Bang! isn’t short on good authority to make this case, either. Hell, when Paul McCartney shows up to talk about how somebody’s songwriting abilities altered the musical landscape, you know you’re cooking with gas. Yet the documentary is strongest when it takes the time to establish Berns as a mortal whose fatalistic worldview influenced both the artist and the man. Afflicted with heart problems at a young age, Bert lived like an individual on borrowed time, and wasn’t shy about letting this color his work. After all, this is a guy who wrote dark, heartfelt songs bursting at the seams with agony and despair and still got them on the radio via teenage pop hits.

The documentary’s talking heads also don’t shy away from the fact that Berns was something of a bullshitter, and someone who wasn’t above a little truth-bending to further his own cause. What’s more, Berns was unapologetic about the company he kept, and was friendly with New York’s seedier, “connected” elements. These dubious character traits served the man well, however, both for when he needed to get a foot in the door, and once in, to keep it from hitting him in the ass on the way out. Indeed, the music business in the mid-20th century wasn’t exactly a level playing field, and Berns’ friendship with people that would make Tony Soprano shit his pants certainly helped the guy at times.

As the documentary moves through its unpacking of Berns’ personal and professional world towards his untimely death in 1967, it builds its case that what made the man great is also what likely killed him. As a chain-smoking workaholic who never backed down from a fight, who produced and wrote music like every day was his last, the tempo of his lifestyle eventually overtook him. By the end, Bert seemed a bit frayed, and had he not passed away, one’s left to wonder whether or not he would have been able to keep up with the furious pace he’d set for himself.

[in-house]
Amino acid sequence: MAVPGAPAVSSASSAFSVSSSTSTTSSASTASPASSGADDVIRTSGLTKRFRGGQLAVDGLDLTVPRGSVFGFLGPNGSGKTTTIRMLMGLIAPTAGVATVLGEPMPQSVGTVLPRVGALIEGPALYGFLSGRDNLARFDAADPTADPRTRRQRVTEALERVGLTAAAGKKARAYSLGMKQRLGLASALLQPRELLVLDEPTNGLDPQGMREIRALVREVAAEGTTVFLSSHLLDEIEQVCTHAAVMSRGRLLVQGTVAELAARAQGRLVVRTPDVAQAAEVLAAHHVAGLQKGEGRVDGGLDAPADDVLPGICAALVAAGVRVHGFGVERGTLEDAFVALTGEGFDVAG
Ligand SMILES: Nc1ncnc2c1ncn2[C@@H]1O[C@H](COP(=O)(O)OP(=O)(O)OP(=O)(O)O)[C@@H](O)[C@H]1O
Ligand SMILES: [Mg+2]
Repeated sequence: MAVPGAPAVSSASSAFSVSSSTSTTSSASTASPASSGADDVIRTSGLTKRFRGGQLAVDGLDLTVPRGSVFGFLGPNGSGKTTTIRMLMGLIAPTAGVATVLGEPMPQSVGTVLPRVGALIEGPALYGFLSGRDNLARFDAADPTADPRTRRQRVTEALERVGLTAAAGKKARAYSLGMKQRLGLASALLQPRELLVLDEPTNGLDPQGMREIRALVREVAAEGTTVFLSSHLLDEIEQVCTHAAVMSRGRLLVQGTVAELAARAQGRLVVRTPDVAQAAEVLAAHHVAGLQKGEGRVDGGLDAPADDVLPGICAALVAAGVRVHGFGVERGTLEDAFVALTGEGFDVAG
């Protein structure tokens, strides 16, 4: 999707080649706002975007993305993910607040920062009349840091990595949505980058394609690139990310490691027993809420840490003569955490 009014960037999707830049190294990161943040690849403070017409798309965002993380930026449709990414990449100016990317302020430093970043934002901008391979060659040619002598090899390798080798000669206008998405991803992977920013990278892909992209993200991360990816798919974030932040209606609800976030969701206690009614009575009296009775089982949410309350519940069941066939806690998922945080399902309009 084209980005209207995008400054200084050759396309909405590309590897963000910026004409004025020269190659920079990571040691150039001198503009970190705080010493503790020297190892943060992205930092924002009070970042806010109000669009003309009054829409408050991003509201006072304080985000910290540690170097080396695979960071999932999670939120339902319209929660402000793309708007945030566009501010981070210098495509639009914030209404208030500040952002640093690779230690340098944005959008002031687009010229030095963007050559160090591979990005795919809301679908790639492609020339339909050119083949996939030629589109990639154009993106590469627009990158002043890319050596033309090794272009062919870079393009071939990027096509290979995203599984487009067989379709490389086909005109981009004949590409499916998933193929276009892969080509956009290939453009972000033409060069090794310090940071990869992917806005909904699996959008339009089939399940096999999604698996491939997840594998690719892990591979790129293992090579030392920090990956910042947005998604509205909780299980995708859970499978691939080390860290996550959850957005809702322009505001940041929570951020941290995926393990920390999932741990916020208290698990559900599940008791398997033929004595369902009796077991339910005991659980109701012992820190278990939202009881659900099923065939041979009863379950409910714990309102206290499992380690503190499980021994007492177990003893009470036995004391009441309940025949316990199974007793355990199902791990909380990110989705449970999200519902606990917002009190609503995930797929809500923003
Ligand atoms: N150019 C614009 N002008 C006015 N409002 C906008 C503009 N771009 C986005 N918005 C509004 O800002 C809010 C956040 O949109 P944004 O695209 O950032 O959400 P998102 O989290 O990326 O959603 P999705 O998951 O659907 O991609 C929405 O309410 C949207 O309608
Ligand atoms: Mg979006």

Currently playing at this year’s Seattle International Film Festival, an exploration of Berns’ immediate legacy following his death (what happened to his Bang! label after he died?) is about the only thing missing from Bang!. Although it makes mention of the fact that Berns was inducted into the Rock and Roll Hall of Fame in 2015, a bit more time spent on his legacy post-1967 would have wrapped a nice bow on this one, and given it the finishing touch it seems to be missing. It’s a small quibble, however, for even without this, Bang! The Bert Berns Story is a fascinating exploration of one man’s influence on pop music in an era when that genre dominated the social landscape.

“Obvious Child” is the debut novel of Warren Cantrell, a film and music critic based out of Seattle, Washington. Mr. Cantrell has covered the Sundance and Seattle International Film Festivals, and provides regular dispatches for Scene-Stealers and The Playlist. Warren holds a B.A. and M.A. in History, and his hobbies include bourbon drinking, novel writing, and full-contact kickboxing.